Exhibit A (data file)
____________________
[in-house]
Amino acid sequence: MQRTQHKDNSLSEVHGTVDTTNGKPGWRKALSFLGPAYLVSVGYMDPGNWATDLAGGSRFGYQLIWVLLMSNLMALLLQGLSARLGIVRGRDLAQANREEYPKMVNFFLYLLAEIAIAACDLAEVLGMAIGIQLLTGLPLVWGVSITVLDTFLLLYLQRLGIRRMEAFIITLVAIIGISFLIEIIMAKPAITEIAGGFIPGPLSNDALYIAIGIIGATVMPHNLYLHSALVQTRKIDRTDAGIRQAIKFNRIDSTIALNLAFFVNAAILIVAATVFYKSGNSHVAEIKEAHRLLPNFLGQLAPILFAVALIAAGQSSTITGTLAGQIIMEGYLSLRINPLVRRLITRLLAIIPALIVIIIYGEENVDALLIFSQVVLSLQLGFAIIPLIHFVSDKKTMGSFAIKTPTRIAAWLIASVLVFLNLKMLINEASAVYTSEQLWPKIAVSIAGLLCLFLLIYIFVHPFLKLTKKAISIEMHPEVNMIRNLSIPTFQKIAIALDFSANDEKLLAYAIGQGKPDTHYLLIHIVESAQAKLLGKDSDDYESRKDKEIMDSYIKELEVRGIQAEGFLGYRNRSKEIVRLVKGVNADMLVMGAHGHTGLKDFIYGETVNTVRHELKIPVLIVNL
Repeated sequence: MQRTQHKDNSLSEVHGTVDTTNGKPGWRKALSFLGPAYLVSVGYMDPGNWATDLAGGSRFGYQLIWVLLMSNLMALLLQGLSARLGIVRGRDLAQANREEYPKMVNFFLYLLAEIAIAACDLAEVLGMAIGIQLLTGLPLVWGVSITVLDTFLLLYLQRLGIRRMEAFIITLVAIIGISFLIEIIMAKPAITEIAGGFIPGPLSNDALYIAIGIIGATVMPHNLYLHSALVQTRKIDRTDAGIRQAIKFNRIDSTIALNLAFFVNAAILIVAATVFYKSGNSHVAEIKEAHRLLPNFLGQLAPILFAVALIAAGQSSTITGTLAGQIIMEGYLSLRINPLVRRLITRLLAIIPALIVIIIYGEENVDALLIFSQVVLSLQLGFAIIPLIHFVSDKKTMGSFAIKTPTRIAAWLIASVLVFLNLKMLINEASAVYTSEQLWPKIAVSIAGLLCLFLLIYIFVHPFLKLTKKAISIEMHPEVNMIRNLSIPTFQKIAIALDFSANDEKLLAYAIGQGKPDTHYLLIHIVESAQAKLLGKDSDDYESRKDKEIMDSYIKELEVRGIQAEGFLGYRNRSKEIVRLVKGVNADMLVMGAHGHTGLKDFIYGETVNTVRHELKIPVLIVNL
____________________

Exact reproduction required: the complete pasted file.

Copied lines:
[in-house]
Amino acid sequence: MQRTQHKDNSLSEVHGTVDTTNGKPGWRKALSFLGPAYLVSVGYMDPGNWATDLAGGSRFGYQLIWVLLMSNLMALLLQGLSARLGIVRGRDLAQANREEYPKMVNFFLYLLAEIAIAACDLAEVLGMAIGIQLLTGLPLVWGVSITVLDTFLLLYLQRLGIRRMEAFIITLVAIIGISFLIEIIMAKPAITEIAGGFIPGPLSNDALYIAIGIIGATVMPHNLYLHSALVQTRKIDRTDAGIRQAIKFNRIDSTIALNLAFFVNAAILIVAATVFYKSGNSHVAEIKEAHRLLPNFLGQLAPILFAVALIAAGQSSTITGTLAGQIIMEGYLSLRINPLVRRLITRLLAIIPALIVIIIYGEENVDALLIFSQVVLSLQLGFAIIPLIHFVSDKKTMGSFAIKTPTRIAAWLIASVLVFLNLKMLINEASAVYTSEQLWPKIAVSIAGLLCLFLLIYIFVHPFLKLTKKAISIEMHPEVNMIRNLSIPTFQKIAIALDFSANDEKLLAYAIGQGKPDTHYLLIHIVESAQAKLLGKDSDDYESRKDKEIMDSYIKELEVRGIQAEGFLGYRNRSKEIVRLVKGVNADMLVMGAHGHTGLKDFIYGETVNTVRHELKIPVLIVNL
Repeated sequence: MQRTQHKDNSLSEVHGTVDTTNGKPGWRKALSFLGPAYLVSVGYMDPGNWATDLAGGSRFGYQLIWVLLMSNLMALLLQGLSARLGIVRGRDLAQANREEYPKMVNFFLYLLAEIAIAACDLAEVLGMAIGIQLLTGLPLVWGVSITVLDTFLLLYLQRLGIRRMEAFIITLVAIIGISFLIEIIMAKPAITEIAGGFIPGPLSNDALYIAIGIIGATVMPHNLYLHSALVQTRKIDRTDAGIRQAIKFNRIDSTIALNLAFFVNAAILIVAATVFYKSGNSHVAEIKEAHRLLPNFLGQLAPILFAVALIAAGQSSTITGTLAGQIIMEGYLSLRINPLVRRLITRLLAIIPALIVIIIYGEENVDALLIFSQVVLSLQLGFAIIPLIHFVSDKKTMGSFAIKTPTRIAAWLIASVLVFLNLKMLINEASAVYTSEQLWPKIAVSIAGLLCLFLLIYIFVHPFLKLTKKAISIEMHPEVNMIRNLSIPTFQKIAIALDFSANDEKLLAYAIGQGKPDTHYLLIHIVESAQAKLLGKDSDDYESRKDKEIMDSYIKELEVRGIQAEGFLGYRNRSKEIVRLVKGVNADMLVMGAHGHTGLKDFIYGETVNTVRHELKIPVLIVNL